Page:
Family ag operations face a common problem: When should you add a family member to the operation? A recent consulting case illustrates that point to a T.

The dairy in question milked approximately 400 cows and also operated a 2,500-acre crop operation. The business started about 15 years ago and operated as a partnership between two brothers. Even with the recent poor milk price, the operation was financially sound. The farm employed three additional employees in addition to supporting the two partners.

One of those employees is the son of the eldest farm partner. The other two employees are long-time employees. One of them is actually older than either of the partners and was hired by the father of the current business owners.

Meanwhile, another son of another partner just graduated from college and wanted to join the operation. 

The problem

Without terminating one of the existing employees, the older farm partner did not feel the farm could afford to hire the new graduate. Tempers began to flare between the family members. 

The family had hired the son of one partner, said the mother of the potential new employee. “Since his son was hired, we have a right to hire our son,” she said.

In addition, neither partner wanted to terminate the non-family employees. And, based on my analysis, there wasn’t a need for an additional employee. To arrive at a solution, we explored the following factors.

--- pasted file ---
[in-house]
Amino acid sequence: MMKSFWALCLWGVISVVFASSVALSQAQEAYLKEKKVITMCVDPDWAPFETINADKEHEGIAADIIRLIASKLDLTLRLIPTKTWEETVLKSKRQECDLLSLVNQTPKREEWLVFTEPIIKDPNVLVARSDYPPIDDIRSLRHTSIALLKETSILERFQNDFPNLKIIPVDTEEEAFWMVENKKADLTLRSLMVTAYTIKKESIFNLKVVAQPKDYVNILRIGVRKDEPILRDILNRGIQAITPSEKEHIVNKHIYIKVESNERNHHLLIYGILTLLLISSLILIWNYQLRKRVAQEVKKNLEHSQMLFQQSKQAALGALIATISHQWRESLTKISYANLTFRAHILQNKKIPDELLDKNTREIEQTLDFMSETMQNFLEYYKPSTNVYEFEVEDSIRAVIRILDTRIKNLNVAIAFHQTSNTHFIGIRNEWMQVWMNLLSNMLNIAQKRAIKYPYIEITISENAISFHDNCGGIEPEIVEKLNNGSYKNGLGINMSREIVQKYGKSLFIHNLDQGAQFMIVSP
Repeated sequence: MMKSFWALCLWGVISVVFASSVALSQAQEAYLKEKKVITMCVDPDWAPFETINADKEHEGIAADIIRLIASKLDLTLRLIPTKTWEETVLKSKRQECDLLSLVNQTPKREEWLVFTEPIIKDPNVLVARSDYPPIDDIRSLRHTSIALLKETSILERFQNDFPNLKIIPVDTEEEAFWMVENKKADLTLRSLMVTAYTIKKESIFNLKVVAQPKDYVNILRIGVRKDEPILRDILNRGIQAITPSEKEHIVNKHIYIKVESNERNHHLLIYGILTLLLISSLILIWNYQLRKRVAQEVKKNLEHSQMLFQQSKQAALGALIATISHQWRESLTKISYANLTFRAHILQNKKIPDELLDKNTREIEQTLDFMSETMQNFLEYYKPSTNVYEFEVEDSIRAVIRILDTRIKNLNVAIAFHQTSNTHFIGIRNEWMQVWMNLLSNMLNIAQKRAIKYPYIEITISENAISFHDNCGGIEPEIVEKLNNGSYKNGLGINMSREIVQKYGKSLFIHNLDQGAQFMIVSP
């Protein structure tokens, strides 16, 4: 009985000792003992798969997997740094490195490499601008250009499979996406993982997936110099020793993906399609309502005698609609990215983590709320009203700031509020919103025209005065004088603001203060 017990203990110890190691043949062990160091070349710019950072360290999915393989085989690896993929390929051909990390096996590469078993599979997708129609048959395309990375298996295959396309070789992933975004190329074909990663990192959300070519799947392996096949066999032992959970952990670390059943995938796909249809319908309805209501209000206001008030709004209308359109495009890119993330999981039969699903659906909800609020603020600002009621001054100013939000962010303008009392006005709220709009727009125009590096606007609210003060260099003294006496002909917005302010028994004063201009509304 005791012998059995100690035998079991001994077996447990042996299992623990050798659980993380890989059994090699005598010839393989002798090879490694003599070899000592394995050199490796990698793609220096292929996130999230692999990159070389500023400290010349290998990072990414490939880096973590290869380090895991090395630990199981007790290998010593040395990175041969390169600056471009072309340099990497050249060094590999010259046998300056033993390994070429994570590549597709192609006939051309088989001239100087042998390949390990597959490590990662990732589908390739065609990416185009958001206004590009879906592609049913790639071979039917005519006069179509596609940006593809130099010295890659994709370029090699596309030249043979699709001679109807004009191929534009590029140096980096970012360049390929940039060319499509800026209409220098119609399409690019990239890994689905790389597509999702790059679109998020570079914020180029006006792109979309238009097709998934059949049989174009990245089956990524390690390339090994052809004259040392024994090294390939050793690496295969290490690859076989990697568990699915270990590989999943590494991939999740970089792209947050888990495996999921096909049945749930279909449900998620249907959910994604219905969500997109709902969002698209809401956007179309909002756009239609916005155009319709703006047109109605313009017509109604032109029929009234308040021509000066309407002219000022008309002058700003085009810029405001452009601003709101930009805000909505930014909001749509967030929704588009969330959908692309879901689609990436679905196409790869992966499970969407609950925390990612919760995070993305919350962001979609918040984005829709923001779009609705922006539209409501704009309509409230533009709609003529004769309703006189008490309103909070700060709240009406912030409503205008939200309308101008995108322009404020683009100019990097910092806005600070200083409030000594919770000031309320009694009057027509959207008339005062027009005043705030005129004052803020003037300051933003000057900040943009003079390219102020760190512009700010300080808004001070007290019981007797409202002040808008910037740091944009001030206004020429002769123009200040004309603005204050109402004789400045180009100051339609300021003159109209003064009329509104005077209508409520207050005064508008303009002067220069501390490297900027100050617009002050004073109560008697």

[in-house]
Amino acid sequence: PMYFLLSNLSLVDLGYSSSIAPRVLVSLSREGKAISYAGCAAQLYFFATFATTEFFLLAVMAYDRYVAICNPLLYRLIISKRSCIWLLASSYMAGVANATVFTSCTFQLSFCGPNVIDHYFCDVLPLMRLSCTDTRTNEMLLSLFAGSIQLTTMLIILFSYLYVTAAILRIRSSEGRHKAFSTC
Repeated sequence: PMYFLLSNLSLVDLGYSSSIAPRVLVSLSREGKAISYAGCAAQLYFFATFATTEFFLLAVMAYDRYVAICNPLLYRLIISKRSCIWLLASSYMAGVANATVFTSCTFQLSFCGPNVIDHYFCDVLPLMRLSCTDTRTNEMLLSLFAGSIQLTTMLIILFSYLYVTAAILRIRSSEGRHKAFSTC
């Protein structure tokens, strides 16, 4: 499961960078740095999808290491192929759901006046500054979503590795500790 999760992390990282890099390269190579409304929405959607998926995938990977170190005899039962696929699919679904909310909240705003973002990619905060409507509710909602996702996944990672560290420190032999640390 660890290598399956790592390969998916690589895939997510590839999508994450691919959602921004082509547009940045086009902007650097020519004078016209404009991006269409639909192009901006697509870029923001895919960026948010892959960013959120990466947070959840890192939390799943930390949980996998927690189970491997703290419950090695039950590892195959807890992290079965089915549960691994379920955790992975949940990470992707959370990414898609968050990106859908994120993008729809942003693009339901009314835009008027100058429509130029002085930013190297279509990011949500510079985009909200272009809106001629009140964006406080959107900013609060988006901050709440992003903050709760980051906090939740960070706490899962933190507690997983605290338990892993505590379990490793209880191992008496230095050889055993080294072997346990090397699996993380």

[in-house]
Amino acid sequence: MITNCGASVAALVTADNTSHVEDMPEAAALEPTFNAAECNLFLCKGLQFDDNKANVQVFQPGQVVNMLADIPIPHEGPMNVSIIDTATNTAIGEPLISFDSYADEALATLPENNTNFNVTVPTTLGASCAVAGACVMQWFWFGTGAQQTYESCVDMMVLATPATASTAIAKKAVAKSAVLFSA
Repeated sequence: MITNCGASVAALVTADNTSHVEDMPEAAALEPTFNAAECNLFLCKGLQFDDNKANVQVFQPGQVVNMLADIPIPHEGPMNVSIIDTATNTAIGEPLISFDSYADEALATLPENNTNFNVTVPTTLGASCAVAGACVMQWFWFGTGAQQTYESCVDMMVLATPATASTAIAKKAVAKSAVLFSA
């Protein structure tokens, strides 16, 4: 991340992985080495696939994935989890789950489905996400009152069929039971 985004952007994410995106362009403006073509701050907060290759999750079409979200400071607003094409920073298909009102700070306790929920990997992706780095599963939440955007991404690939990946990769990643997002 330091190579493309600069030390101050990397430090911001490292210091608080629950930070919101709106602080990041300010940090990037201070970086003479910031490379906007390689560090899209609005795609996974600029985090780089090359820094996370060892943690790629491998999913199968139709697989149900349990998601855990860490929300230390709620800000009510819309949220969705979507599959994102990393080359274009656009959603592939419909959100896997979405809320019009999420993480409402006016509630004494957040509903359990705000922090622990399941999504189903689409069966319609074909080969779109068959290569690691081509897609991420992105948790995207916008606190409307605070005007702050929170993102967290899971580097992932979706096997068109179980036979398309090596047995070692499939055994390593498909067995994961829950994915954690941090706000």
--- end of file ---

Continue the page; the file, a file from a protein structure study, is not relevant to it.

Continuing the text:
Can the farm support more? 

One of the first analyses I perform regarding adding family members, is “are there enough plates at the table?” In other words, is there enough work and cash flow to support this person?

Records from the Illinois Farm Business Farm Management Association indicate that family living expense for an average farm family exceeded $70,000 for 2008. This doesn’t mean all the family living expenses must come from the farm. But, the farm must have enough cash flow to provide a fair level of compensation for a new family member.

No guarantees! 

Just because the first son was able to join the operation is not a guarantee that there will be a position available for additional family members. The business’ first obligation is to the existing members. Sometimes joining the family business is based on birth order and the availability of a position on the farm.

Business first 

Family members should be hired only if they are capable of meeting the needs of the existing operation. Family members should be evaluated just like any other employee. If a family member cannot properly perform a job, he or she should not be an employee. Existing family employees should become “partners” and receive ownership only after a period of evaluation and apprenticeship. All existing family business members should approve the addition of any new family member based on merit, not just family relationship.

Ethics matter 

We often rely on non-family members to help operate our farms. Terminating an employee simply to provide a job for a family member sends the wrong message to other employees. If an employee feels that he may be replaced as additional family members are available, why should he remain as an employee with your farm?

The solution

The family agreed to hire the new graduate only if one of the existing employees retires or the operation can expand to support the employee. The new graduate will accept employment with a local agribusiness firm until an opportunity is available with the family. The family also developed procedures to admit family members into business ownership and to evaluate the addition of other family members in the future.

Sit down today to develop your own plan to prevent potential problems in your family and your business.

Darrell L. Dunteman is a partner in Bonnett and Dunteman LLC, Certified Public Accountants and Consultants with offices in Havana and Bushnell, Illinois. Contact Dunteman at: